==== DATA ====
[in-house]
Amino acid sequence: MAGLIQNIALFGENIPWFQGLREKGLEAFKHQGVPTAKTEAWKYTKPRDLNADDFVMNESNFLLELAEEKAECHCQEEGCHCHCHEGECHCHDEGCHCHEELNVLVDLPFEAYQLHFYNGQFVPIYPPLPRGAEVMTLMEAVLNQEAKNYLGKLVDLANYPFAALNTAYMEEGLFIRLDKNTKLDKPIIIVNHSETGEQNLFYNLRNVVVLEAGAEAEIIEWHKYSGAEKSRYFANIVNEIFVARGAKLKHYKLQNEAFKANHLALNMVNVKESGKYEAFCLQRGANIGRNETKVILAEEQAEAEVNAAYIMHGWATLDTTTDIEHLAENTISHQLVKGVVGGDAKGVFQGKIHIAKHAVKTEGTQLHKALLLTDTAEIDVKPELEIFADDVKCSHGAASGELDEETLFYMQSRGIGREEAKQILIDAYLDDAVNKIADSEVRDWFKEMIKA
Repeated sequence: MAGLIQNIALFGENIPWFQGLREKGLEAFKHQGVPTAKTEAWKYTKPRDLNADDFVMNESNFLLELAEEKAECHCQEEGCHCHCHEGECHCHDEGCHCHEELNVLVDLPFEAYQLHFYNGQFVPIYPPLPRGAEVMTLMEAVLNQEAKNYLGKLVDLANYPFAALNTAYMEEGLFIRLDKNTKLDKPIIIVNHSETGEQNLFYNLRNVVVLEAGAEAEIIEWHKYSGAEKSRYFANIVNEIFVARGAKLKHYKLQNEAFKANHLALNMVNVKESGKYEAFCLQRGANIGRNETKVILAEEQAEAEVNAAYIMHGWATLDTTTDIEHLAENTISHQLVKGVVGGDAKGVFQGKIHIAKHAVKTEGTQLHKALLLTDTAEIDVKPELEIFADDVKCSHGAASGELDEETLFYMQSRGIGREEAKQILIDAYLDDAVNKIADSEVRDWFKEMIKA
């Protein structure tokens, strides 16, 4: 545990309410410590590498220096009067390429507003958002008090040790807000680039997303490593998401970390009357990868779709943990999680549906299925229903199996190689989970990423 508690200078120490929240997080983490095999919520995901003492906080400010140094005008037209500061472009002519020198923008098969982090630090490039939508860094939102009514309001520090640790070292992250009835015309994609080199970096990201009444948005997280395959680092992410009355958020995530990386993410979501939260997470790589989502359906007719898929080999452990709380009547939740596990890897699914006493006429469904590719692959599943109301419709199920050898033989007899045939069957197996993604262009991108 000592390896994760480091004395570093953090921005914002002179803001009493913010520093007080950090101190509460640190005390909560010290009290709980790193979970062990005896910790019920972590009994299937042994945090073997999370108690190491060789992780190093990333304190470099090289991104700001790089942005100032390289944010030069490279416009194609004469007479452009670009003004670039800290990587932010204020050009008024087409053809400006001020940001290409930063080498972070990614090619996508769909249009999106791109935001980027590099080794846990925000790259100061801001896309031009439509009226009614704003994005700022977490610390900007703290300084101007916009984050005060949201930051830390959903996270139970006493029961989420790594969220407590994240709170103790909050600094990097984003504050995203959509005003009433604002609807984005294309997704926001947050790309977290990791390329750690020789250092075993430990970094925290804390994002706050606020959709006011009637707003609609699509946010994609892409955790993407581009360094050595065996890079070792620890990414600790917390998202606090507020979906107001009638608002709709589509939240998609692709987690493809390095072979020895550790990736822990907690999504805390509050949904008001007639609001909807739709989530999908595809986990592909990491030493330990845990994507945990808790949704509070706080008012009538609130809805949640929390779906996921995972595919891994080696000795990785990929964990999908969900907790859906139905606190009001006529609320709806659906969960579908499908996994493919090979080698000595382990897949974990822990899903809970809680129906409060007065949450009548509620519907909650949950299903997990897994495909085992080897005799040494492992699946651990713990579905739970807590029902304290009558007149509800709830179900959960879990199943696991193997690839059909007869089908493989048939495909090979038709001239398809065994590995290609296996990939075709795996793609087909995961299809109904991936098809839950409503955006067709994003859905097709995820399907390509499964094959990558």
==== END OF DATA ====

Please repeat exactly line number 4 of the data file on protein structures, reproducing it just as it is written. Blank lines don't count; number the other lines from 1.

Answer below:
């Protein structure tokens, strides 16, 4: 545990309410410590590498220096009067390429507003958002008090040790807000680039997303490593998401970390009357990868779709943990999680549906299925229903199996190689989970990423 508690200078120490929240997080983490095999919520995901003492906080400010140094005008037209500061472009002519020198923008098969982090630090490039939508860094939102009514309001520090640790070292992250009835015309994609080199970096990201009444948005997280395959680092992410009355958020995530990386993410979501939260997470790589989502359906007719898929080999452990709380009547939740596990890897699914006493006429469904590719692959599943109301419709199920050898033989007899045939069957197996993604262009991108 000592390896994760480091004395570093953090921005914002002179803001009493913010520093007080950090101190509460640190005390909560010290009290709980790193979970062990005896910790019920972590009994299937042994945090073997999370108690190491060789992780190093990333304190470099090289991104700001790089942005100032390289944010030069490279416009194609004469007479452009670009003004670039800290990587932010204020050009008024087409053809400006001020940001290409930063080498972070990614090619996508769909249009999106791109935001980027590099080794846990925000790259100061801001896309031009439509009226009614704003994005700022977490610390900007703290300084101007916009984050005060949201930051830390959903996270139970006493029961989420790594969220407590994240709170103790909050600094990097984003504050995203959509005003009433604002609807984005294309997704926001947050790309977290990791390329750690020789250092075993430990970094925290804390994002706050606020959709006011009637707003609609699509946010994609892409955790993407581009360094050595065996890079070792620890990414600790917390998202606090507020979906107001009638608002709709589509939240998609692709987690493809390095072979020895550790990736822990907690999504805390509050949904008001007639609001909807739709989530999908595809986990592909990491030493330990845990994507945990808790949704509070706080008012009538609130809805949640929390779906996921995972595919891994080696000795990785990929964990999908969900907790859906139905606190009001006529609320709806659906969960579908499908996994493919090979080698000595382990897949974990822990899903809970809680129906409060007065949450009548509620519907909650949950299903997990897994495909085992080897005799040494492992699946651990713990579905739970807590029902304290009558007149509800709830179900959960879990199943696991193997690839059909007869089908493989048939495909090979038709001239398809065994590995290609296996990939075709795996793609087909995961299809109904991936098809839950409503955006067709994003859905097709995820399907390509499964094959990558």